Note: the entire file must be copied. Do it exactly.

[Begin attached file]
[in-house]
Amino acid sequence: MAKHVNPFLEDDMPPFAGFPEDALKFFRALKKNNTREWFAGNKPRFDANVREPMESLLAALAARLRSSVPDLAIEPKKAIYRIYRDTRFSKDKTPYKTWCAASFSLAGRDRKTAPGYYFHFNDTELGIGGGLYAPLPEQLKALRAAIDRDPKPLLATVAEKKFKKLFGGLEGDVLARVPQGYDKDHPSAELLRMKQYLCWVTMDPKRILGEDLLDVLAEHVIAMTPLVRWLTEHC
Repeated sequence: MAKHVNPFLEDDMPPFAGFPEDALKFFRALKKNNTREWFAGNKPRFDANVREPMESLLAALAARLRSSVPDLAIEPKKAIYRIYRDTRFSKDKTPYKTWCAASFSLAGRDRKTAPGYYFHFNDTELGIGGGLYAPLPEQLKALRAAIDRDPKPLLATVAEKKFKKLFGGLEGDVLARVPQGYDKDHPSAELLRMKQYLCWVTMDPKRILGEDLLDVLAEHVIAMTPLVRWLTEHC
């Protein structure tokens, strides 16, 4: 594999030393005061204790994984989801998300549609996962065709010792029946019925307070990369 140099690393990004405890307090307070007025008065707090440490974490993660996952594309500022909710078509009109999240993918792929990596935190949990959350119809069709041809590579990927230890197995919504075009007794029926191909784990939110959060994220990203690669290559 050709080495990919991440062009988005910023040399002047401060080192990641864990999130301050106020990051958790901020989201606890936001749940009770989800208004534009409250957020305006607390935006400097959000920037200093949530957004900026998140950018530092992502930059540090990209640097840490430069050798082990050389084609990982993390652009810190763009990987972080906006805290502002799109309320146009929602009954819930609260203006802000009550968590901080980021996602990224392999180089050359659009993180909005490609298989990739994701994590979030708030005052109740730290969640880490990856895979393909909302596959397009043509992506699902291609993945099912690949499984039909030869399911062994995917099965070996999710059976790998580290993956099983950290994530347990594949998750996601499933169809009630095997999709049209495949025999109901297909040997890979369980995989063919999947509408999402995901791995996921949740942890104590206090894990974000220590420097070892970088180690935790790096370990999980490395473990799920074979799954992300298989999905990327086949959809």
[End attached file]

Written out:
[in-house]
Amino acid sequence: MAKHVNPFLEDDMPPFAGFPEDALKFFRALKKNNTREWFAGNKPRFDANVREPMESLLAALAARLRSSVPDLAIEPKKAIYRIYRDTRFSKDKTPYKTWCAASFSLAGRDRKTAPGYYFHFNDTELGIGGGLYAPLPEQLKALRAAIDRDPKPLLATVAEKKFKKLFGGLEGDVLARVPQGYDKDHPSAELLRMKQYLCWVTMDPKRILGEDLLDVLAEHVIAMTPLVRWLTEHC
Repeated sequence: MAKHVNPFLEDDMPPFAGFPEDALKFFRALKKNNTREWFAGNKPRFDANVREPMESLLAALAARLRSSVPDLAIEPKKAIYRIYRDTRFSKDKTPYKTWCAASFSLAGRDRKTAPGYYFHFNDTELGIGGGLYAPLPEQLKALRAAIDRDPKPLLATVAEKKFKKLFGGLEGDVLARVPQGYDKDHPSAELLRMKQYLCWVTMDPKRILGEDLLDVLAEHVIAMTPLVRWLTEHC
């Protein structure tokens, strides 16, 4: 594999030393005061204790994984989801998300549609996962065709010792029946019925307070990369 140099690393990004405890307090307070007025008065707090440490974490993660996952594309500022909710078509009109999240993918792929990596935190949990959350119809069709041809590579990927230890197995919504075009007794029926191909784990939110959060994220990203690669290559 050709080495990919991440062009988005910023040399002047401060080192990641864990999130301050106020990051958790901020989201606890936001749940009770989800208004534009409250957020305006607390935006400097959000920037200093949530957004900026998140950018530092992502930059540090990209640097840490430069050798082990050389084609990982993390652009810190763009990987972080906006805290502002799109309320146009929602009954819930609260203006802000009550968590901080980021996602990224392999180089050359659009993180909005490609298989990739994701994590979030708030005052109740730290969640880490990856895979393909909302596959397009043509992506699902291609993945099912690949499984039909030869399911062994995917099965070996999710059976790998580290993956099983950290994530347990594949998750996601499933169809009630095997999709049209495949025999109901297909040997890979369980995989063919999947509408999402995901791995996921949740942890104590206090894990974000220590420097070892970088180690935790790096370990999980490395473990799920074979799954992300298989999905990327086949959809």